What do you see when you think of the concept of sales or selling? A pushy, manipulative or aggressive person who won’t stop talking long enough for you to say NO?
Unfortunately the profession and practice of sales has a well deserved reputation. But the fact is, if you’re in business you simply must sell to survive.
The Big Question Is
The question is, how can you sell (and market) in a way that meets your customer’s needs and wants, without compromising your values — or requiring a long shower?
The answer is what Ray Edwards, renowned copywriter and online marketer says is the “Master” sales strategy, “Get behind your customer’s eyes.”
Let’s break this idea down a little to see if we can find clues on how to apply the concept to your sales and marketing programs.
Put yourself in your customer’s shoes. What are the three questions you’re constantly asking yourself when confronted by a marketing campaign or sales proposition?
1. Who are you?
2. Do you solve a problem I care about?
3. And what’s in it for me?
The fact is, your customer is totally self-centered, and for good reason. You and your “value proposition” represent a real risk. And if you don’t immediately answer these three questions your customers will simply ignore you.
The Hidden Motivators
Getting behind your customer’s eyes means doing the homework to understand what’s important, related to your product or service, to your ideal customers. And then to go deeper, to find the hidden emotional motivators that move your customers to action.
The core emotional motivators include:
According to Blair Warren, “People will do anything for those who encourage their dreams, justify their failures, allay their fears, confirm their suspicions and help them throw rocks at their enemies.”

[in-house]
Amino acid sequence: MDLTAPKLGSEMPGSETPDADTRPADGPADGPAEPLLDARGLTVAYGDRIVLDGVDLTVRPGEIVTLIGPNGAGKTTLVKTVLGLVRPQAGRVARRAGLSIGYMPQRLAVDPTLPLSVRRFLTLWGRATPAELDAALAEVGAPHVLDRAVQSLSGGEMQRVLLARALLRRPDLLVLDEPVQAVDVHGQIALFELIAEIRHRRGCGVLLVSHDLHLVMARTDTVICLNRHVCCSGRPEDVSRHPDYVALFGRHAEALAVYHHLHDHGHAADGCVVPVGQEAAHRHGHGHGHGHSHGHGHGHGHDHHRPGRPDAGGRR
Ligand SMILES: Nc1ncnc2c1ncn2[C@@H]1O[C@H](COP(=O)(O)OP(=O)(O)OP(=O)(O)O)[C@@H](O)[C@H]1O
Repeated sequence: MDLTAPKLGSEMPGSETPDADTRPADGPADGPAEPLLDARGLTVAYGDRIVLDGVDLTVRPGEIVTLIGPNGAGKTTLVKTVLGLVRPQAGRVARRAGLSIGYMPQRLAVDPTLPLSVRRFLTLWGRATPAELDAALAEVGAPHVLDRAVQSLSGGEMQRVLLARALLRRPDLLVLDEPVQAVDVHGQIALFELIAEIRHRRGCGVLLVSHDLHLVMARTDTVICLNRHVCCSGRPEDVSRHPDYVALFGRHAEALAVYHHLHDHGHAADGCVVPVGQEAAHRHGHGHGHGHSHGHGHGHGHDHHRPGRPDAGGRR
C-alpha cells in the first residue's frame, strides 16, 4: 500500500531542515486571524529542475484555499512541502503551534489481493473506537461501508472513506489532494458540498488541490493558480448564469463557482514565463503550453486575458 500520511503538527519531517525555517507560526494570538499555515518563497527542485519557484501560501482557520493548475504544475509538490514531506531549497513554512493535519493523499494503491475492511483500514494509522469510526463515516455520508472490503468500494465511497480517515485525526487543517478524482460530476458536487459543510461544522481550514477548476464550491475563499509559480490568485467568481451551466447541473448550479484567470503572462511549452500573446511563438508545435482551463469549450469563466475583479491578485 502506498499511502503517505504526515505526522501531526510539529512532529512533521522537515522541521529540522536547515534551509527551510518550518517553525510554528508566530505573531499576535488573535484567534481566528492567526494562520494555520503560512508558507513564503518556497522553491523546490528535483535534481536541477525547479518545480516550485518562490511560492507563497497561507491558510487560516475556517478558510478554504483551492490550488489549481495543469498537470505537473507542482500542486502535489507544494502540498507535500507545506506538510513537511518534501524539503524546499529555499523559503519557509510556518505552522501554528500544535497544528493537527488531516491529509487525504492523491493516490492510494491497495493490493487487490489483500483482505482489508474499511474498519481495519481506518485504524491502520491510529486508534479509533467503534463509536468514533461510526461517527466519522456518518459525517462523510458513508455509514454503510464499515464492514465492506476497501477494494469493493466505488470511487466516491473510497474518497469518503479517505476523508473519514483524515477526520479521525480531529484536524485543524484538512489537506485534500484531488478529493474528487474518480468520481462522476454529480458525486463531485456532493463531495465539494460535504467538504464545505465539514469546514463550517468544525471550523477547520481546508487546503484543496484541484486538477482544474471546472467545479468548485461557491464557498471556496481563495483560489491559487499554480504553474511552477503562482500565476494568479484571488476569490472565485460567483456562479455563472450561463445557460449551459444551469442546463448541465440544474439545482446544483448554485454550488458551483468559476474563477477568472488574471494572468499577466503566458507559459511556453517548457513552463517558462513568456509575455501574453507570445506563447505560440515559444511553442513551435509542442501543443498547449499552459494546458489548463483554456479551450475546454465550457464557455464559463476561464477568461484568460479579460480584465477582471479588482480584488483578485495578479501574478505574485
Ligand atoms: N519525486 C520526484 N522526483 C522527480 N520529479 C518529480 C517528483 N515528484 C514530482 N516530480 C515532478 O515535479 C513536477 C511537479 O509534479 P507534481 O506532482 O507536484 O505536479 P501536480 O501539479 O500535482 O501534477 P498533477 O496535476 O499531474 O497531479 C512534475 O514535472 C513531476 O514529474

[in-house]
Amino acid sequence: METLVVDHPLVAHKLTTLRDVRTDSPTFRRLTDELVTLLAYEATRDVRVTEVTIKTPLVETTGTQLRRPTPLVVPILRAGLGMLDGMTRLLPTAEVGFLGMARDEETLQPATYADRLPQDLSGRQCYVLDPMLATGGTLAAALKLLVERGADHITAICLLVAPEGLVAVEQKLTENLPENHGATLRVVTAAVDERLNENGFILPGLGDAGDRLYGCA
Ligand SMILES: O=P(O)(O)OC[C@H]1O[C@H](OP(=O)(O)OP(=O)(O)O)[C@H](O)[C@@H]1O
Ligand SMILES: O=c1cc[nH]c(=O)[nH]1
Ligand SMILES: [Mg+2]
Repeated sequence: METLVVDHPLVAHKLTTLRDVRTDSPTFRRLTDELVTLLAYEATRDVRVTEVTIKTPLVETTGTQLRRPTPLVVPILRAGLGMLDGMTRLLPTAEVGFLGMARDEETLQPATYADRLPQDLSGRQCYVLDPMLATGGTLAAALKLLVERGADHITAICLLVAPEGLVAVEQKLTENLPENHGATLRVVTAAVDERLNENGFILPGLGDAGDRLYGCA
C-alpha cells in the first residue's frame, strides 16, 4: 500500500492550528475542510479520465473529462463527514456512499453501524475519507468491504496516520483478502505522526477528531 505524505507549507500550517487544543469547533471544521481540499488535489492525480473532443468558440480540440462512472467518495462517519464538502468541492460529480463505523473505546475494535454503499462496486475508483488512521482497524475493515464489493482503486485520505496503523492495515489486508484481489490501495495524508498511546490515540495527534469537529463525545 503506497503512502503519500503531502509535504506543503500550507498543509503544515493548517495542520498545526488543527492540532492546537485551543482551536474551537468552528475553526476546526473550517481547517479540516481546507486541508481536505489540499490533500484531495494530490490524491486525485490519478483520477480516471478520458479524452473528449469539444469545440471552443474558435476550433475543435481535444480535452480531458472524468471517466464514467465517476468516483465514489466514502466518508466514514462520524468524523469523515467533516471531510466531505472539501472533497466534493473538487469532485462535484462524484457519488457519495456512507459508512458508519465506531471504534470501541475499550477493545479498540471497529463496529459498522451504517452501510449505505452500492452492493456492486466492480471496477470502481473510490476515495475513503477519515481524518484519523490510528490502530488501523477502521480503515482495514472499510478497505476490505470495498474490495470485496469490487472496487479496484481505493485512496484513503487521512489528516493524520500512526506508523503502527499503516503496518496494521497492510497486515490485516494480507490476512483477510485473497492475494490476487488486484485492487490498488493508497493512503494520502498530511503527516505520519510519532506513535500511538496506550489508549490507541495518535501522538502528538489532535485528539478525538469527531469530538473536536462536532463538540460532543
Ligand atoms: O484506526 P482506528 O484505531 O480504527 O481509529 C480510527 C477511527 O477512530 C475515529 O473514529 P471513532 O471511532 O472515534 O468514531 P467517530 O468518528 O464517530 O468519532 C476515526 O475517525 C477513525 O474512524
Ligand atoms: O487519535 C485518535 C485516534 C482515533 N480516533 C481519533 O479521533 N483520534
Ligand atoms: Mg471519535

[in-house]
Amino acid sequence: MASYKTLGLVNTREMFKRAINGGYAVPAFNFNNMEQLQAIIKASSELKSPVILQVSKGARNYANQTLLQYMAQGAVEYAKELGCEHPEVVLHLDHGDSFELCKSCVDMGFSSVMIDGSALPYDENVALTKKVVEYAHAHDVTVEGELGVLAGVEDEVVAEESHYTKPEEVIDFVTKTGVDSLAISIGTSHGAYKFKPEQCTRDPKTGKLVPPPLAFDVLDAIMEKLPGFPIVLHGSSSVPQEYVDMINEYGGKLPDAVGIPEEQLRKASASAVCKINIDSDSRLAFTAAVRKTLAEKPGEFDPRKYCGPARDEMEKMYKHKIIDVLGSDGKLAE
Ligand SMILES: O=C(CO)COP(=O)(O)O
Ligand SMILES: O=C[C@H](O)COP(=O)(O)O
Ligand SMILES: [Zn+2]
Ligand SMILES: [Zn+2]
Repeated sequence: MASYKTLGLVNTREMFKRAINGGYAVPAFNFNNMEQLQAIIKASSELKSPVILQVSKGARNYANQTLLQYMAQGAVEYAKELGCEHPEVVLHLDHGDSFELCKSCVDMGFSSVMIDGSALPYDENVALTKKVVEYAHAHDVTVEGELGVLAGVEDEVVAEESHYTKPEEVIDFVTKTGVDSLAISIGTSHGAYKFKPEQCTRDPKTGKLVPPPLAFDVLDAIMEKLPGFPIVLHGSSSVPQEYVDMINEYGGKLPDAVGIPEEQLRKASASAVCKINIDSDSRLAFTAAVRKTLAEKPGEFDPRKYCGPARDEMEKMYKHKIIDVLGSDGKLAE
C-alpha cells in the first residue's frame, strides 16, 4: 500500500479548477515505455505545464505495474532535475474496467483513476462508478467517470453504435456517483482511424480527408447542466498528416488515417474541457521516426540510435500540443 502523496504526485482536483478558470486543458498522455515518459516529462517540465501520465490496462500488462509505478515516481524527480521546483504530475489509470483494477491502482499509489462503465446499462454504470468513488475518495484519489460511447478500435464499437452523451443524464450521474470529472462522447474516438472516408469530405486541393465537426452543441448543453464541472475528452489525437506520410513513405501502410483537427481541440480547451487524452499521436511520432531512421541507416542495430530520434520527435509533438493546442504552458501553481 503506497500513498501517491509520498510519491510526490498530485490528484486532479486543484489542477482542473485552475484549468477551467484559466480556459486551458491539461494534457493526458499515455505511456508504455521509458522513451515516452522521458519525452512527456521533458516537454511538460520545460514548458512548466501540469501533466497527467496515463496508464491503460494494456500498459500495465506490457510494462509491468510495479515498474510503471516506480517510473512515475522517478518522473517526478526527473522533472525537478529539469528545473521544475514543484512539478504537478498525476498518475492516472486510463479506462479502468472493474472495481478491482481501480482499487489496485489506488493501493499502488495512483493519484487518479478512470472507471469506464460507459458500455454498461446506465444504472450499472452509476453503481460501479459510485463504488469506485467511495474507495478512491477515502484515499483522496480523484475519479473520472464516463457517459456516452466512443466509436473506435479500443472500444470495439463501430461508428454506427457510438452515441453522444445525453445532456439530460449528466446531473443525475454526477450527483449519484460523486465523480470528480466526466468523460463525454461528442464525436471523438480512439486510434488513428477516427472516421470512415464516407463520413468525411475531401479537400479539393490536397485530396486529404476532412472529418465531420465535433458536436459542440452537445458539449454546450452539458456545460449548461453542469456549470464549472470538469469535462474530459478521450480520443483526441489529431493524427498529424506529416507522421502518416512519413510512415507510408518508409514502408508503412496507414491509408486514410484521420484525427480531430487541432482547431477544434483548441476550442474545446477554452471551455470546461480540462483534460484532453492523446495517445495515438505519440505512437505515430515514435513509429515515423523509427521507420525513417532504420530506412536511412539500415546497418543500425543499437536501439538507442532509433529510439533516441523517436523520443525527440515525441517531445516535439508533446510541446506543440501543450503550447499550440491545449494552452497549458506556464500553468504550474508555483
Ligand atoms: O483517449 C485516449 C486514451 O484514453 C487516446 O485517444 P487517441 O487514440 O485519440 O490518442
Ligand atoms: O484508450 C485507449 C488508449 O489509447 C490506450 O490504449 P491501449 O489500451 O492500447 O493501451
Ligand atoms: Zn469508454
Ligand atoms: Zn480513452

Your Job as an ethical seller and marketer is to go beyond demographics and data-driven metrics. Behind the all the hype is the real reason your customers — even enterprise B2B buyers — really buy. (Hint, it’s not because your product is faster, smaller, less expensive. You’ve got to appeal to their emotional needs then justify with your features.)
How it Works
An example of this is Apple’s recent “Shot on iPhone” campaign. Stunning images of natural wonders, rattle snakes striking, and jaw dropping sunsets are flashed across the screen. Then the message — “Shot on iPhone” appeals to the aspiration of every creative genius with an iPhone. The thought Apple instills in the mind of their customer is, “maybe I can do that too!”
Another examples is Nike’s 2018 Just Do It Ad campaign featuring Colin Kaepernick. Nike knew that the ad campaign would create controversy and that they would alienate some of their customer base. But what they also knew was that their most loyal customers were passionate about social justice and wanted to feel that they belonged to the movement. Nike helped them feel that belonging by tossing their full support — risking the brand in the process — behind the cause.
Chances are you don’t have the budget or brand presence of Nike and Apple. But you can certainly apply the strategy of getting behind your customer’s eyes to understand the hidden emotional motivators that move them to action.
When you do, who’s to say your brand can’t achieve similar market domination? At the very least you’ll dramatically improve your ability to connect with your customers. Which will inevitably translate to increased sales, happier customers and a sense that you can sell without losing your self respect.